C4: Income tax claims
Claim to avoid double taxation
"(1) If on a claim made to the Board it appears to their satisfaction that a person has been assessed to tax more than once for the same cause and for the same chargeable period, they shall direct the whole, or such part of any assessment as appears to be an overcharge, to be vacated, and thereupon the same shall be vacated accordingly.
(2) An appeal may be brought against the refusal of a claim under this section.
(3) Notice of appeal under subsection (2) must be given—
(a) in writing;
(b) within 30 days after the day on which notice of the refusal is given;
(c) to the officer of Revenue and Customs by whom that notice was given.” (TMA 1970 s.32(1))
"“tax”, where neither income tax nor capital gains tax nor corporation tax nor development land tax is specified, means any of those taxes." (TMA 1970, s.118(1))
“No-one has ever supposed for a moment that the Revenue were intending to levy double taxation or doing anything other than keep open the various alternatives until the uncertainties as to whether the taxpayers had been engaging in trade and, if so, whether they had been so doing as individuals or partners had been resolved. It was obviously intended by the Revenue that if it were established that the taxpayers had been trading the capital gains tax assessment would fall away, and that if it were established that the taxpayers had not been trading the income tax assessments would fall away… I have been told that this provision [s.32] was intended to provide relief against double taxation. It would enable Mr. Coren, on whom the capital gains tax assessment was made, to reclaim the whole capital gains tax in the event that the income tax assessment on him and Mrs. Coren together was confirmed.” (Bye v. Coren 60 TC 116).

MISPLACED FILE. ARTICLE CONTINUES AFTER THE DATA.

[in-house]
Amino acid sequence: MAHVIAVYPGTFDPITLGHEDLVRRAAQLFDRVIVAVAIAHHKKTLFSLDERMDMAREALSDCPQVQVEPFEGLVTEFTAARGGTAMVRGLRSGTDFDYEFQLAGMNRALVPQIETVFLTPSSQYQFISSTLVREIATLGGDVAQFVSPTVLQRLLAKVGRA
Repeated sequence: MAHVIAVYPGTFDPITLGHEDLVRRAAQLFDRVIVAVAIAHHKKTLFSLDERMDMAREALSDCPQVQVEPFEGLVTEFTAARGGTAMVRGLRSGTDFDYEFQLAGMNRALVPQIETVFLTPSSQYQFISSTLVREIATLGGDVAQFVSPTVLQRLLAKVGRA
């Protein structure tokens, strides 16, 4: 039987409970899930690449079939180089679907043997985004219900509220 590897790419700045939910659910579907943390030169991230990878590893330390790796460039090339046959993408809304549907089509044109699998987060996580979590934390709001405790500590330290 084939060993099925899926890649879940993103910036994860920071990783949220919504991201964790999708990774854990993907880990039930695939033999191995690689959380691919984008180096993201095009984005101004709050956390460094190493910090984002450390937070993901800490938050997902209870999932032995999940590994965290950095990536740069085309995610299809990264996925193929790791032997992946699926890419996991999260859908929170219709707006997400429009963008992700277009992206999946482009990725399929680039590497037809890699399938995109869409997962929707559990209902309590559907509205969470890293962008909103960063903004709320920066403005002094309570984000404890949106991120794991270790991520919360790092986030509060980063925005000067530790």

Broad approach to the same cause
“In Coren the chargeable gain arose as a result of the disposal of the metals, and so did the Case I profit, and it seems it was obvious to Scott J that this was the “same cause”. In this case the gain also arose from the disposal of the shares, but the income tax charge arose on their acquisition, microseconds before the disposal. But we consider it would be pedantic in the extreme, not to say perverse, for us to hold that that makes a difference. We would hold that a “cause” covers all aspects of the same transaction, and we are fortified in this view by the very existence of ss 119A and 120 TCGA which clearly see a sufficient nexus between the acquisition and the disposal for there to be given the relief for which they provide.” (Norman v. HMRC  UKFTT 303 (TC) Annex 2, §30)
Technically, the personal allowance for income tax purposes must be claimed and thus can, in theory, be rejected by a taxpayer. That may be advantageous where the absence of any taxable income will prevent EIS relief being claimed, as in Ames v. HMRC  UKFTT 337 (TC).
“We agree with Mr Ames that the statute requires that the personal allowance be claimed.” (Ames v. HMRC  UKFTT 337 (TC), §89).
Carry back of losses
See C1: Direct tax claims in general
Claim to reduce payments on account
Carry back of losses